The general objective of the U.S. life science experiments was to compare the effects of microgravity and artificial gravity on the genetics, growth, development and aging of biological systems. Aging processes were studied using fruit flies as experimental subjects. The effects of microgravity, artificial gravity and the null-gravity environment of a ground-based clinostat were studied on carrot tumor growth. Another experiment using cultured carrot cells studied the development process in higher plants. A follow-up to an Apollo-Soyuz experiment was conducted to explore the harmful effects of microgravity on growth and development in fish eggs. Rat experiments were designed to assess microgravity effects on gastrointestinal, endocrine and lymphoid systems and on blood, muscle, bone and eye tissue. A radiation dosimetry experiment measured the high-linear energy transfer (LET) particle radiation aboard the biosatellite.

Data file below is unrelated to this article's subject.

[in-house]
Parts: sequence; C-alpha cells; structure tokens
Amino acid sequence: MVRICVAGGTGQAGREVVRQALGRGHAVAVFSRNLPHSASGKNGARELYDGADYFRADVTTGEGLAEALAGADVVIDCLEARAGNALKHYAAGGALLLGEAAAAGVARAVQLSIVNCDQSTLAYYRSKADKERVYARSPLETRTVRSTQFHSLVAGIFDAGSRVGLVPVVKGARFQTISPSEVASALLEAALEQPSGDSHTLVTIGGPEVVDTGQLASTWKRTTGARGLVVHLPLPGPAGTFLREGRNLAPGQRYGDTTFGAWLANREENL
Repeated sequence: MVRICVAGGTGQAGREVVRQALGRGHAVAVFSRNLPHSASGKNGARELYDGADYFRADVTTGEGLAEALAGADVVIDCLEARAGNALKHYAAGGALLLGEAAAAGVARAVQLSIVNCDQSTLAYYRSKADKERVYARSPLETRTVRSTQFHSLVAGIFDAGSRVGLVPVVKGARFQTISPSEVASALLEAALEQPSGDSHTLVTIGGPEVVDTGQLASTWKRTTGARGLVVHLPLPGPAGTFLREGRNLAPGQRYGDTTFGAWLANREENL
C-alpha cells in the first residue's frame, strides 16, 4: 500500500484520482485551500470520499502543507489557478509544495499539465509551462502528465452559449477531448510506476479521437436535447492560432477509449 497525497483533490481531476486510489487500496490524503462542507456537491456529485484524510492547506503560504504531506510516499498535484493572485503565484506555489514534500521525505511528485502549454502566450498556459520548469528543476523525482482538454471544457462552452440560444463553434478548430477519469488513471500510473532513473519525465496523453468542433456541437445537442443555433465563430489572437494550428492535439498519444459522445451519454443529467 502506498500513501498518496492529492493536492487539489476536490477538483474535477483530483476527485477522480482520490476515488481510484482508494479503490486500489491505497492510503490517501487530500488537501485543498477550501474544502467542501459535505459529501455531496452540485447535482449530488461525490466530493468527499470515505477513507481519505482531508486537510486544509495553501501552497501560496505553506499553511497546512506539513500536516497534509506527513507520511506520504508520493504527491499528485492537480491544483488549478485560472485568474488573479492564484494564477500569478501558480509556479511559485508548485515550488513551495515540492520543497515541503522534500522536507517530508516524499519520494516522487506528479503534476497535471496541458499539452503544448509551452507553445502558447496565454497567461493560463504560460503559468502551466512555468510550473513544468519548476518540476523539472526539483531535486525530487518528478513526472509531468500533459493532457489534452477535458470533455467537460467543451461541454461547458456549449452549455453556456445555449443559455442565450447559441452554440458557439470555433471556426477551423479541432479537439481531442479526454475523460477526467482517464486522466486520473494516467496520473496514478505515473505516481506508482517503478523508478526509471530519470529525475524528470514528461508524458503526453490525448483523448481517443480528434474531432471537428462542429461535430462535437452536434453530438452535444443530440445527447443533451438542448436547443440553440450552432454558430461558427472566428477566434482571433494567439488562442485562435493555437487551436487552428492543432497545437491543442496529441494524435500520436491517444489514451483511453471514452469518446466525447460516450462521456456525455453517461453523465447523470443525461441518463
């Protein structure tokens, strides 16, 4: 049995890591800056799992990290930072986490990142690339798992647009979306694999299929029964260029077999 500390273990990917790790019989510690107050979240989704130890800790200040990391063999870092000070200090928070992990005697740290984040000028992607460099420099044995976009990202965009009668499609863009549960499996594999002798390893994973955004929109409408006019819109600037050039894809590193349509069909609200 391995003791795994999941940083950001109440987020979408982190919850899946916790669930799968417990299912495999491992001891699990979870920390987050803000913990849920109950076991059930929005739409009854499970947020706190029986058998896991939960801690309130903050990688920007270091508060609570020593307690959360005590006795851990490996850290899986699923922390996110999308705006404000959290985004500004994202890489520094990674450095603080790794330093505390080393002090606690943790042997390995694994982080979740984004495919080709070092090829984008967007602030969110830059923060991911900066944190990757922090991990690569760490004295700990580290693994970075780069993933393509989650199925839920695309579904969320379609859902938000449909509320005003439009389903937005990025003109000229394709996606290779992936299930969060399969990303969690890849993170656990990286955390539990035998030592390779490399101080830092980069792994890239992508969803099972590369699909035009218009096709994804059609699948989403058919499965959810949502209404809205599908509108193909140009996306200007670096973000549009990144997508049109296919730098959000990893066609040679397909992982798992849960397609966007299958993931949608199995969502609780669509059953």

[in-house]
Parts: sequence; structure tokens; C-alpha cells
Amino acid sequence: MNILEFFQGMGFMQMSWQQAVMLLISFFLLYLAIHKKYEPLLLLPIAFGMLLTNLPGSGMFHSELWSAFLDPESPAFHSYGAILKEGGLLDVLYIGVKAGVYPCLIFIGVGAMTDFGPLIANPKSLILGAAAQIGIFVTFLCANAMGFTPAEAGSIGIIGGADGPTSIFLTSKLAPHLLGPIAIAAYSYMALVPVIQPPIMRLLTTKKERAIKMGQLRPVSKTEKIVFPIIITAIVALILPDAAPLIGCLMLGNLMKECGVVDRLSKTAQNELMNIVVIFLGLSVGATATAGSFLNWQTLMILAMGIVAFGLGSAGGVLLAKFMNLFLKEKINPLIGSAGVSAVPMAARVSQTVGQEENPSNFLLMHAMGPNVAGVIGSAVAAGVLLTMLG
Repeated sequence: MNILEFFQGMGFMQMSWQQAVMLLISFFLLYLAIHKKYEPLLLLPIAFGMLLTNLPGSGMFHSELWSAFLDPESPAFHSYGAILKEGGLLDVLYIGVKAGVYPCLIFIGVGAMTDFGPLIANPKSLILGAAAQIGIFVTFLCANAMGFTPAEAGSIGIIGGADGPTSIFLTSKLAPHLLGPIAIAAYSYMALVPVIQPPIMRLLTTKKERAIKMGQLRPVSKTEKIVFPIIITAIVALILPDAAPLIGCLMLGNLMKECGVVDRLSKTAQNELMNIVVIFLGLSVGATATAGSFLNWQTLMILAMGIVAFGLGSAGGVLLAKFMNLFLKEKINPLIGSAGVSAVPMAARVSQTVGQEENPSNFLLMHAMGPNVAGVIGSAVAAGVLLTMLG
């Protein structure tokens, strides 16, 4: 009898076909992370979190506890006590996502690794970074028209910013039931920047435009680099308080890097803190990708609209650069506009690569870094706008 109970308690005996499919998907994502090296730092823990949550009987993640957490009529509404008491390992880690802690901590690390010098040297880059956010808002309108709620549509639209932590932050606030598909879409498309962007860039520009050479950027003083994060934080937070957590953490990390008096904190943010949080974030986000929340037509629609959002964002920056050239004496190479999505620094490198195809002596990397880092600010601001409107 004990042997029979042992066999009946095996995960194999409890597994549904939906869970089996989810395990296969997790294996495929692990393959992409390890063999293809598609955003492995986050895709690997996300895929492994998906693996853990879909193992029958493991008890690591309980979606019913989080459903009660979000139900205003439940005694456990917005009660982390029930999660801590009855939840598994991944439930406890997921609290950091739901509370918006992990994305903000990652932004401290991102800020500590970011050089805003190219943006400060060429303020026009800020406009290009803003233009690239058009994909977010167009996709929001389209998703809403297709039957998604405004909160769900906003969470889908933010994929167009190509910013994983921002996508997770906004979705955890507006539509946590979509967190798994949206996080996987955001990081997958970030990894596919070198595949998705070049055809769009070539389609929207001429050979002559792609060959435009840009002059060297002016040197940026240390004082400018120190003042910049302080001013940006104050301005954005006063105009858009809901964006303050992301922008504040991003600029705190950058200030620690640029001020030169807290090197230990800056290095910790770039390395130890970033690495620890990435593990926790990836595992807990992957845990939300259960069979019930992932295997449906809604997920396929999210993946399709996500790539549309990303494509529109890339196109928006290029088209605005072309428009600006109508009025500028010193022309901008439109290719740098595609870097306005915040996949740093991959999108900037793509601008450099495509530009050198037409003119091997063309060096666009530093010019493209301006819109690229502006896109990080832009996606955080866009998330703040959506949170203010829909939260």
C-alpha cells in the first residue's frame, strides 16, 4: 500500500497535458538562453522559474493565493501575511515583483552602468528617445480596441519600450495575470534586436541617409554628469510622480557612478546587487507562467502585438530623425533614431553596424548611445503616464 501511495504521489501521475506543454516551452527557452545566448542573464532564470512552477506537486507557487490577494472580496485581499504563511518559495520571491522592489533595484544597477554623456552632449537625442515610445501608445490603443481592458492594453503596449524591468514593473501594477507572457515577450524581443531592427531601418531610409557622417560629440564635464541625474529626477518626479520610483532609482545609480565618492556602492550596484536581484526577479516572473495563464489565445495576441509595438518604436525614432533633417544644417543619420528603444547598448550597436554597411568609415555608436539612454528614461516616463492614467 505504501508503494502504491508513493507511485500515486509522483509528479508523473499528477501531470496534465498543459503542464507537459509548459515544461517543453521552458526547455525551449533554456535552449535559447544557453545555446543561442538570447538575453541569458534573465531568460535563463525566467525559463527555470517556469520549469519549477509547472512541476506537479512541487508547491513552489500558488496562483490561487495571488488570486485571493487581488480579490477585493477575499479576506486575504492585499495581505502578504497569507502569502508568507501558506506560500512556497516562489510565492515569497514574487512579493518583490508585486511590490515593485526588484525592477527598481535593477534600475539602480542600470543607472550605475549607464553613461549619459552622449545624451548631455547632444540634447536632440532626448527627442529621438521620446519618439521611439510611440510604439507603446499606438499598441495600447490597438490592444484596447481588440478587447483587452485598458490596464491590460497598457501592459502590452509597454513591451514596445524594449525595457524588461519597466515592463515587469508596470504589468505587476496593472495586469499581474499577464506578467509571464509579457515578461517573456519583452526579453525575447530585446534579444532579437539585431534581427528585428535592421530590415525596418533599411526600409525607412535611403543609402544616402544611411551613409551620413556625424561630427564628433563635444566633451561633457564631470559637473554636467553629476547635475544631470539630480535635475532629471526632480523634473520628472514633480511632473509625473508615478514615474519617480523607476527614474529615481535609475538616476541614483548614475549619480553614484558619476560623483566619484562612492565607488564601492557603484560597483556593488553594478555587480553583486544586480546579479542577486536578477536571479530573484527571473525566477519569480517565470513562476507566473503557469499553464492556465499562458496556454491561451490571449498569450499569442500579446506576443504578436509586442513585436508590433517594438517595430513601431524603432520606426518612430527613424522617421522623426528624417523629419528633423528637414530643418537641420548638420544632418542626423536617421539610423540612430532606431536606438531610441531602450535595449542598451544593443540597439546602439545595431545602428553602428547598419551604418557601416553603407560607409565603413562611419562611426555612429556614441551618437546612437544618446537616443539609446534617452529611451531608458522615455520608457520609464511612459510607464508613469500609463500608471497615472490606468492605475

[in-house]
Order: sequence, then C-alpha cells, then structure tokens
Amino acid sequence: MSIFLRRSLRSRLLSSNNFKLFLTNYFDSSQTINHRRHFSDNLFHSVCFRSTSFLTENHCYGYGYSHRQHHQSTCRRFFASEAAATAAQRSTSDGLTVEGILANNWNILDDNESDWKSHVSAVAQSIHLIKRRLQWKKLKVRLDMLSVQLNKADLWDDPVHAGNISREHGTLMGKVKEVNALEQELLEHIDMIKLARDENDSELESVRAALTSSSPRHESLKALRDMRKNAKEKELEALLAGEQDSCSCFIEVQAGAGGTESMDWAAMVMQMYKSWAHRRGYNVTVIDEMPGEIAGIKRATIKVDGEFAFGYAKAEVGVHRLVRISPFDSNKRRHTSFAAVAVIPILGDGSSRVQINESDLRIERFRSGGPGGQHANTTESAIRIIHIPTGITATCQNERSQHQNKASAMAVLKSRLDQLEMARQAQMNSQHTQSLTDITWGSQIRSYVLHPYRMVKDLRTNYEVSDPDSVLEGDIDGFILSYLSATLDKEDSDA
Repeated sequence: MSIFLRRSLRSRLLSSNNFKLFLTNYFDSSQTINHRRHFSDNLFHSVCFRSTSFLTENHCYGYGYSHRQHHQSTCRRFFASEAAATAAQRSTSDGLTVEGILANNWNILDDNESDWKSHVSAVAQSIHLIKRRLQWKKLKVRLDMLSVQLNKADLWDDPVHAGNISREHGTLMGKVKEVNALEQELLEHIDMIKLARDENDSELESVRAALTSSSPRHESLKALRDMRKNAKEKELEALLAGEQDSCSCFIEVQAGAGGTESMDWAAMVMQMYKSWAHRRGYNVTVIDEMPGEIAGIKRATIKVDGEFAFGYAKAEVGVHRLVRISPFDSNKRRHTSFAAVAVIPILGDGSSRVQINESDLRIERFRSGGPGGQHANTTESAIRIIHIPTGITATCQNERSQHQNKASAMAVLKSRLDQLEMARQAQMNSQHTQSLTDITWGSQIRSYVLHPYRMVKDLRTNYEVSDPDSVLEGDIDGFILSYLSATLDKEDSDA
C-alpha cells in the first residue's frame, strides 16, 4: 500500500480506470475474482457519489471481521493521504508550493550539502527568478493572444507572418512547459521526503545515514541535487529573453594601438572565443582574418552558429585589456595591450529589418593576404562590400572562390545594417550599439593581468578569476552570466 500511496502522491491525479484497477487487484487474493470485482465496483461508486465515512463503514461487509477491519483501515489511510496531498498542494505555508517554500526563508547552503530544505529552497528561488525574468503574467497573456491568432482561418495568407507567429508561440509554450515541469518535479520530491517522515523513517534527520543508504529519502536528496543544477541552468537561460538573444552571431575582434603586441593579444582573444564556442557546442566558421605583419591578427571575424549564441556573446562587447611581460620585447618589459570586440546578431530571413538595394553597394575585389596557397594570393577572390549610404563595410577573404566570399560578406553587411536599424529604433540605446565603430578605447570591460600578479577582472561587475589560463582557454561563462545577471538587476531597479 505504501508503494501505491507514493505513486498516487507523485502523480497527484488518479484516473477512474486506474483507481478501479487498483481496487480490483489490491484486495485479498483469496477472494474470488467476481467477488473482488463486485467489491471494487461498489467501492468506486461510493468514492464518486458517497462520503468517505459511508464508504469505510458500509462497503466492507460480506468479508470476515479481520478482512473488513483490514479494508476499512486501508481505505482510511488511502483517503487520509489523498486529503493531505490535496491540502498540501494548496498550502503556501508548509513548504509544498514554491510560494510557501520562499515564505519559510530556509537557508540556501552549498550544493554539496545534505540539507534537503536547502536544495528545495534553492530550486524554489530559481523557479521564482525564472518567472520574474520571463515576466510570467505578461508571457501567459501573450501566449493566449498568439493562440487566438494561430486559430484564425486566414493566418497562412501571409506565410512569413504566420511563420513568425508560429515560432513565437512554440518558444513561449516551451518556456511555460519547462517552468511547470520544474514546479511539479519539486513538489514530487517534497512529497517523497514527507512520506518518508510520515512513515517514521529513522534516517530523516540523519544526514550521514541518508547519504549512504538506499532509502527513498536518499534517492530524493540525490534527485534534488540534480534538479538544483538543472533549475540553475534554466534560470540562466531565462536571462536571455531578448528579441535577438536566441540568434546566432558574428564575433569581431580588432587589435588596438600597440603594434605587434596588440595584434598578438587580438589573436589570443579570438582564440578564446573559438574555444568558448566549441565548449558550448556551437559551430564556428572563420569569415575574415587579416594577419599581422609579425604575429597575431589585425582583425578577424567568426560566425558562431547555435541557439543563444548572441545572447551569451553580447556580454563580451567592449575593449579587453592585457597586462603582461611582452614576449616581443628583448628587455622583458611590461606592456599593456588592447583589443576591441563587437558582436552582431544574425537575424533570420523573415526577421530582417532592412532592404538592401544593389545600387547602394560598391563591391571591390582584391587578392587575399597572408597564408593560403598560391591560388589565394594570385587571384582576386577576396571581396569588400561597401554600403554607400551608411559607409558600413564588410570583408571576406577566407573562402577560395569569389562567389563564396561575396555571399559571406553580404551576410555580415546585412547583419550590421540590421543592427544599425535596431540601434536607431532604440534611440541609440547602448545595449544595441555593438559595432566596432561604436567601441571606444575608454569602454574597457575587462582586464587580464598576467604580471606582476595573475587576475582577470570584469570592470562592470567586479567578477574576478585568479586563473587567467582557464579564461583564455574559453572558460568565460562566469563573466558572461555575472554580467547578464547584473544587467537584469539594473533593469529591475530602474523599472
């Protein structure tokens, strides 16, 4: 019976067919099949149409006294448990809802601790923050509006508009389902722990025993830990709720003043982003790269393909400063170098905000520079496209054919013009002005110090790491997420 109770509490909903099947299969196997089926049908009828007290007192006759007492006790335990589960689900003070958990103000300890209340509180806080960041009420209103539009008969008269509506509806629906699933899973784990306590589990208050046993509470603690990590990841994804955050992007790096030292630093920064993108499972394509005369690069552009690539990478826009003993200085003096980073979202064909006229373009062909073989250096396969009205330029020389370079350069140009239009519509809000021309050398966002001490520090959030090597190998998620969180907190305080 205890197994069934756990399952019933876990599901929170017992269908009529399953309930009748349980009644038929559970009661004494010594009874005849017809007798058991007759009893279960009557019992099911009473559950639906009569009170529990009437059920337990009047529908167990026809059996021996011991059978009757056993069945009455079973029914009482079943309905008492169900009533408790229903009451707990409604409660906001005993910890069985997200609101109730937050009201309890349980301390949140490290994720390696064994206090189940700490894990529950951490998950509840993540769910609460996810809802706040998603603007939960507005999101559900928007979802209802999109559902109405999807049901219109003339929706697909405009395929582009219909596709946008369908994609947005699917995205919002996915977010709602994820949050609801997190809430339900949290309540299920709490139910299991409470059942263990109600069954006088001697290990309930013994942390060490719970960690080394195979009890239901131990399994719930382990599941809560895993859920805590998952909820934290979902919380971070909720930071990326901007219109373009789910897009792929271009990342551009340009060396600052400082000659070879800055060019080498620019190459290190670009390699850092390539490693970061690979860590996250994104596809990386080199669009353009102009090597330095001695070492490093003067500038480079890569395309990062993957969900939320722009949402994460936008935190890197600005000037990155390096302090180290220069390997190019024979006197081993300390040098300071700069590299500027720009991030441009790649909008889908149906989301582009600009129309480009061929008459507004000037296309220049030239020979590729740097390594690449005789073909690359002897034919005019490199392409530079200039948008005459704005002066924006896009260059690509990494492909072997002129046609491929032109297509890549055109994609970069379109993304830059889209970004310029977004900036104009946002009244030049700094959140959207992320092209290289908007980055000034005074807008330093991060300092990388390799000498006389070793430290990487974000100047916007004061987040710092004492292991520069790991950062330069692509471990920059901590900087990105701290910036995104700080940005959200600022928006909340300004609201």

Twenty-five unrestrained Wistar rats (Rattus norvegicus) were flown aboard the spacecraft, in individual cages. Body temperature telemetry transmitters were implanted in five of the rats. Two control groups of rats were studied on the ground - the Synchronous Control group and the Vivarium Control group. Studies on growth and development were conducted on one thousand embryos of Fundulus heteroclitus, a small shallow water minnow (Walbaum) of the Beaufort, North Carolina strain. Other experimental subjects included a Domodedovo-32 strain of the fruit fly Drosophila melanogaster, carrot (Daucus carota) tissue and cultured carrot cells.